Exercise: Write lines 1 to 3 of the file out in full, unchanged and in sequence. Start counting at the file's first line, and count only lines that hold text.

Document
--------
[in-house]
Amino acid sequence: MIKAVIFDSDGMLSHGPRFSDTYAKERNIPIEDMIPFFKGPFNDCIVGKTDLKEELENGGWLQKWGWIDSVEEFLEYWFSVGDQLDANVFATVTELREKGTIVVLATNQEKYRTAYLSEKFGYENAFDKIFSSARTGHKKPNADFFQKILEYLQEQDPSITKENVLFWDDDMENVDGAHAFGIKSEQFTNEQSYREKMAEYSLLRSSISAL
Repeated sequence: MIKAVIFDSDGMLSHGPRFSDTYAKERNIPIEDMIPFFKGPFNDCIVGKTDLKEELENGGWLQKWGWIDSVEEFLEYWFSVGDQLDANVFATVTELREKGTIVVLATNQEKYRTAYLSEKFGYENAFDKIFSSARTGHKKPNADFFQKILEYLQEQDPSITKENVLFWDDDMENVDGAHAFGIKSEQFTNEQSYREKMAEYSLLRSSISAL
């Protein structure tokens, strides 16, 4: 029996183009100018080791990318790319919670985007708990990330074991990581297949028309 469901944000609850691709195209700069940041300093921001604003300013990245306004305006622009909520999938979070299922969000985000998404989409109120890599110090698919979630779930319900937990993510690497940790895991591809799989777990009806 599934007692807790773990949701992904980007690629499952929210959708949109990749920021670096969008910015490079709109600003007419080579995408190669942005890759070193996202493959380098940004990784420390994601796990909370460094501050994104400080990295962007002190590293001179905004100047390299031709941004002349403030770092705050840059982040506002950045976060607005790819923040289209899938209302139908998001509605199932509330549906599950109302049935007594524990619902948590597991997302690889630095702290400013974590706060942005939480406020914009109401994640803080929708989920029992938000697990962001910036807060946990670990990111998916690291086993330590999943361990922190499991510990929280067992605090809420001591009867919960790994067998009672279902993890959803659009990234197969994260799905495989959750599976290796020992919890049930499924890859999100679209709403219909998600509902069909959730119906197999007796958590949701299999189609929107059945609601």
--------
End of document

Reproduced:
[in-house]
Amino acid sequence: MIKAVIFDSDGMLSHGPRFSDTYAKERNIPIEDMIPFFKGPFNDCIVGKTDLKEELENGGWLQKWGWIDSVEEFLEYWFSVGDQLDANVFATVTELREKGTIVVLATNQEKYRTAYLSEKFGYENAFDKIFSSARTGHKKPNADFFQKILEYLQEQDPSITKENVLFWDDDMENVDGAHAFGIKSEQFTNEQSYREKMAEYSLLRSSISAL
Repeated sequence: MIKAVIFDSDGMLSHGPRFSDTYAKERNIPIEDMIPFFKGPFNDCIVGKTDLKEELENGGWLQKWGWIDSVEEFLEYWFSVGDQLDANVFATVTELREKGTIVVLATNQEKYRTAYLSEKFGYENAFDKIFSSARTGHKKPNADFFQKILEYLQEQDPSITKENVLFWDDDMENVDGAHAFGIKSEQFTNEQSYREKMAEYSLLRSSISAL